Dwyer says that the network has called on the government of Canada to “look at the examples of supply chains due diligence legislation that exist around the world and try to follow or build on the best in class examples.”

Frustrated by the reliance on “collaborative fact-finding” rather than investigation and by delays in making the office operational, the CNCA withdrew from the Multi-Stakeholder Advisory Body on Responsible Business Conduct, so that its membership is now almost entirely industry representatives. As of the federal election in October 2019, the role of the Ombudsperson for Responsible Enterprise had not been finalized and the office was not operational.

Another initiative in Canada is a private member’s bill. The Modern Slavery Act. Proposed in December 2018, it would impose a requirement on businesses to report on forced labour and child labour and imposes punishment on companies that fail to comply.

Member of Parliament John McKay, the bill’s sponsor, says that the main goal of the proposed act is to “compel companies of a certain size – which in this case is 20 million dollars’ worth of sales and 40 million dollars’ worth of assets – to disclose on an annual basis to the Minister of Public Safety that they have examined their supply chains and that they are satisfied that there is no element of slavery or forced child labour in the supply chains.” In the event of failing to comply and to report on findings, the Minister of Public Safety would be able to conduct an investigation and fine companies up to $250,000.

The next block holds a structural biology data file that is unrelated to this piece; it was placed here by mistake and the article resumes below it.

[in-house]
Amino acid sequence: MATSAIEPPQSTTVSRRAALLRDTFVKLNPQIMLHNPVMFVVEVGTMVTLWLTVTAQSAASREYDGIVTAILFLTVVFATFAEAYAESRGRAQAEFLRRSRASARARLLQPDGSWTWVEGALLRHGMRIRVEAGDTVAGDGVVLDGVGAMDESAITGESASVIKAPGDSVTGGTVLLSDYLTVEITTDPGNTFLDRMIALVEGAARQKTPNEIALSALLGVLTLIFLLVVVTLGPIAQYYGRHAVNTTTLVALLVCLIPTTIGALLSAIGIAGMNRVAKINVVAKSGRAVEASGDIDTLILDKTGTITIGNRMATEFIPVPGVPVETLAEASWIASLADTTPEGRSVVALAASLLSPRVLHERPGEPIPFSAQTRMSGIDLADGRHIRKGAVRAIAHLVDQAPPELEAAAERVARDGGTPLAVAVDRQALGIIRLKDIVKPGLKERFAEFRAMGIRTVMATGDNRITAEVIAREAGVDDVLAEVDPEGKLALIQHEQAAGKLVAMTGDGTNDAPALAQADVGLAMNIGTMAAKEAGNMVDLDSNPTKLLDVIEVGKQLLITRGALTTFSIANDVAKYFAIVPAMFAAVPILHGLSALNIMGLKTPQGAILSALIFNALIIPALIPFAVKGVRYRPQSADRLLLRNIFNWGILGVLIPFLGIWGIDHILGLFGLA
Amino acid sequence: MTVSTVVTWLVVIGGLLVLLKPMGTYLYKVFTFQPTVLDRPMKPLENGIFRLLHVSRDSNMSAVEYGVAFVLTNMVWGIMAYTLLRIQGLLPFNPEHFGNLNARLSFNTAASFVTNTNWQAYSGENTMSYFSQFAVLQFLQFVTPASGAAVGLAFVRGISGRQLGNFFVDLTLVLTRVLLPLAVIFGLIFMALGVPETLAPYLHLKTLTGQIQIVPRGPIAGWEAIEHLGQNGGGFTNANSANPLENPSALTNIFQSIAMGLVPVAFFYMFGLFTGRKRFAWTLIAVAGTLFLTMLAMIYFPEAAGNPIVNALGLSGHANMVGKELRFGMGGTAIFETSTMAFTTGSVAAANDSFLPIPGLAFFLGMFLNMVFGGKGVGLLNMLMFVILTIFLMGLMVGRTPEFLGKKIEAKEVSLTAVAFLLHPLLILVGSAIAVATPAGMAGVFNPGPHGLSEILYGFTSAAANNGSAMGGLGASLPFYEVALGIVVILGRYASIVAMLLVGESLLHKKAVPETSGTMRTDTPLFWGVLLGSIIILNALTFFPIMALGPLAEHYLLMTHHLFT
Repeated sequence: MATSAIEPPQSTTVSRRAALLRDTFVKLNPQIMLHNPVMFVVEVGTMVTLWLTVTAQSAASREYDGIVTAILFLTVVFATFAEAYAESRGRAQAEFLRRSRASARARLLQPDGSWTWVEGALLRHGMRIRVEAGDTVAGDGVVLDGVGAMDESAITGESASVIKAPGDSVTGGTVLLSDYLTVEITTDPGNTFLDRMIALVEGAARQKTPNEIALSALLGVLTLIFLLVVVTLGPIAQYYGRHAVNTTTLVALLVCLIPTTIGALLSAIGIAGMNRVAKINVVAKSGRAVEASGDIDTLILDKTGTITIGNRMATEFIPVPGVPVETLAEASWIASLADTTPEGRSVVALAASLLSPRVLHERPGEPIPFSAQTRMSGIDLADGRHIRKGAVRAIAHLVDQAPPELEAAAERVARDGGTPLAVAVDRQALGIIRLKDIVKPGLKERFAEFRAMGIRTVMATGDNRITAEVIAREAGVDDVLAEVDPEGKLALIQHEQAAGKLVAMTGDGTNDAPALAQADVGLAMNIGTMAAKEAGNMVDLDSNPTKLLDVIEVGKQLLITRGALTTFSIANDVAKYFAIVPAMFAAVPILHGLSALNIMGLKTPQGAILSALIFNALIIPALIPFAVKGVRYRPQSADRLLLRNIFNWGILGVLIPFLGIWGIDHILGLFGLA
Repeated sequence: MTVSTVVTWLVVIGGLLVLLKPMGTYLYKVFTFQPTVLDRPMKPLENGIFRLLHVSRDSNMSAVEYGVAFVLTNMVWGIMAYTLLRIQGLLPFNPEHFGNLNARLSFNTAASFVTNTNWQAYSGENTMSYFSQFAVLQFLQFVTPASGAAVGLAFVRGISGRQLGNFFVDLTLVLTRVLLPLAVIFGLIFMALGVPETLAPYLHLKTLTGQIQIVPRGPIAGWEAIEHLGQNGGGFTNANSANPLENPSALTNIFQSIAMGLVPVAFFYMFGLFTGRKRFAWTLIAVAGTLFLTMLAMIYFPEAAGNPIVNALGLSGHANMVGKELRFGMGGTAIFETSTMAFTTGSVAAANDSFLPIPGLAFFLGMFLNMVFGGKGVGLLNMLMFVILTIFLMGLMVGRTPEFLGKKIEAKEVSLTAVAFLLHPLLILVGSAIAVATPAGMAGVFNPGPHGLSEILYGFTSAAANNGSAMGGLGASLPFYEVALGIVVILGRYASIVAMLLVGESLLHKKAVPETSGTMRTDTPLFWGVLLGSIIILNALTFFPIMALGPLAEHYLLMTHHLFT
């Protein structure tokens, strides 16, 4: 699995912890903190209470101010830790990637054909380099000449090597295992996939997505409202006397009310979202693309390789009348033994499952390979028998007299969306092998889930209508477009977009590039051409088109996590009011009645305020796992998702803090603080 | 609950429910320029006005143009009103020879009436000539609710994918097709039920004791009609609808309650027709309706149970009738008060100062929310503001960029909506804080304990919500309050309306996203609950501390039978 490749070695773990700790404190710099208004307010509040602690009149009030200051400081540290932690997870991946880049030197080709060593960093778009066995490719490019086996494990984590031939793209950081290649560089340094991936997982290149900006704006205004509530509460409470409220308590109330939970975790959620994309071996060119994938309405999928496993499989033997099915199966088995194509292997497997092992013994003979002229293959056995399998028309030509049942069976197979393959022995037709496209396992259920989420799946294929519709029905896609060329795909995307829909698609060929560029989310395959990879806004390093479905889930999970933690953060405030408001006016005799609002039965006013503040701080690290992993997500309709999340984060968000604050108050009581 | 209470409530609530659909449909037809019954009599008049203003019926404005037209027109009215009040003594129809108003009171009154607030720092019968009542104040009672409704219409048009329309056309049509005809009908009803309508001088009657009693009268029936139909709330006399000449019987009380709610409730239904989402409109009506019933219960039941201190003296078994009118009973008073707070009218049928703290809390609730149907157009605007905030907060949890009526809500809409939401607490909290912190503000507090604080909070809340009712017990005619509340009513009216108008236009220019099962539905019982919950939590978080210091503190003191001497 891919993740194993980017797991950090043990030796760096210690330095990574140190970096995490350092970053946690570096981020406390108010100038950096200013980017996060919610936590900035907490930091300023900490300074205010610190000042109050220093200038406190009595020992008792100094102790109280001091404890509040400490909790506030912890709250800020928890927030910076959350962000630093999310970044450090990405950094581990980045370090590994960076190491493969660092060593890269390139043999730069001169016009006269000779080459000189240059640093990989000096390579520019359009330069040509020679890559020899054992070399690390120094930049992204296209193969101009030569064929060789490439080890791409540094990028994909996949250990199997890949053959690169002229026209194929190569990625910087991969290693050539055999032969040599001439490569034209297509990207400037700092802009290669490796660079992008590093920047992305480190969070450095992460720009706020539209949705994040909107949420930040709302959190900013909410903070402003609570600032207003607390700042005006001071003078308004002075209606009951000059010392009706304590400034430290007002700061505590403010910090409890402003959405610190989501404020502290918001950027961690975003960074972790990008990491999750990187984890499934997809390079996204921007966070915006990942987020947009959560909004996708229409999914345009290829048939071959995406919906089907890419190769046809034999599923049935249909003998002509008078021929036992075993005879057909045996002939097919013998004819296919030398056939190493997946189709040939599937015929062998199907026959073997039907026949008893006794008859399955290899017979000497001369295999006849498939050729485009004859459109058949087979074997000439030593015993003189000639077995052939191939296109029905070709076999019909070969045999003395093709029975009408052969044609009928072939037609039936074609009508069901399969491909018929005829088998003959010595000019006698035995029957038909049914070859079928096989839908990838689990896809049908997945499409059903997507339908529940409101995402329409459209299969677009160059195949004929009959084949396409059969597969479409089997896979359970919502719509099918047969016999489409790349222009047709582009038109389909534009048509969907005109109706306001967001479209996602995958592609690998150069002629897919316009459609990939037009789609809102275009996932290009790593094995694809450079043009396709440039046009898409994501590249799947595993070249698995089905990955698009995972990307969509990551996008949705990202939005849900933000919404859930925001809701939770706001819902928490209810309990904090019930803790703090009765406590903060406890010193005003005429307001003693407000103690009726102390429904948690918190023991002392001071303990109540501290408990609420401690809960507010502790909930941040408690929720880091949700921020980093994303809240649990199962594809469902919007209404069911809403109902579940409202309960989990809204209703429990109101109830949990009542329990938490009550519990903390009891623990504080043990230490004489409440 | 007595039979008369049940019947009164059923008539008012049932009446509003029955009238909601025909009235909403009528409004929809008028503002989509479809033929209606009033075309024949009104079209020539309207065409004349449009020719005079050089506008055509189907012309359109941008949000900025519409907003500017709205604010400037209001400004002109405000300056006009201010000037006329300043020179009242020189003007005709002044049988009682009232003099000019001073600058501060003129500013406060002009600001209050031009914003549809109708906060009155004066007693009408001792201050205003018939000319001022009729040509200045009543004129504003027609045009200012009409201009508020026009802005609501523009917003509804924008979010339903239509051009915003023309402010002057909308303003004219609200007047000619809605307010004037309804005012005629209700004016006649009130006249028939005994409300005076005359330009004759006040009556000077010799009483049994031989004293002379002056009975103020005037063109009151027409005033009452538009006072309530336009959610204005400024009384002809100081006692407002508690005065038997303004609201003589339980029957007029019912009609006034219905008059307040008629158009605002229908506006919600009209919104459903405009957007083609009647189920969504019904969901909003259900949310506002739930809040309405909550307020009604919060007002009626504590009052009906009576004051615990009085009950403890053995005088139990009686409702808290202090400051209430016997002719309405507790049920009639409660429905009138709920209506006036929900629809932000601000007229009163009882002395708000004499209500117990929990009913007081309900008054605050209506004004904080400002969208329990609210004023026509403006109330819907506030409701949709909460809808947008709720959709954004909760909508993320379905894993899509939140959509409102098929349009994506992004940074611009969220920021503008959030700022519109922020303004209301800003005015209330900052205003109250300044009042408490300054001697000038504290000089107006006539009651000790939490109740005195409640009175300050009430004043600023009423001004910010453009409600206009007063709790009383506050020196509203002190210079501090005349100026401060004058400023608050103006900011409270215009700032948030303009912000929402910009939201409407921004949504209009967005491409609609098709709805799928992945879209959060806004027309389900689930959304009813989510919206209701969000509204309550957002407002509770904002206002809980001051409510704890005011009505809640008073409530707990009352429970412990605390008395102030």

With the dissolution of parliament in September 2019, the bill had not been passed and thus is removed from the agenda, but it could be reformulated for another attempt in the future. (Very few private member’s bills succeed.)

For Dwyer and the CNCA, a focus on modern slavery alone will not be sufficient to deal with human rights abuse in supply chains.

“We have asked for Canadian supply chain legislation to provide for liability and remedy if a company fails to exercise due diligence and causes harm,” Dwyer said. The network would like legislation “that should cover the full complement of internationally recognized human rights including environmental harm, not just looking at a limited set of rights, that should articulate that companies have a responsibility to respect internationally recognized human rights, and that should require companies to take measures to identify, prevent, mitigate and account for how they address human rights abuse and environmental impacts.

“As significant as the problems of modern slavery and child labour are, there can be unintended consequences,” Dwyer said. “For example, if you are asking a company to look through its supply chains and assess and report if there is use of child labour or forced labour, and you come across other rights violations, you have no obligation, no incentive, and no requirement to report on that.”

Seeba Chaachouh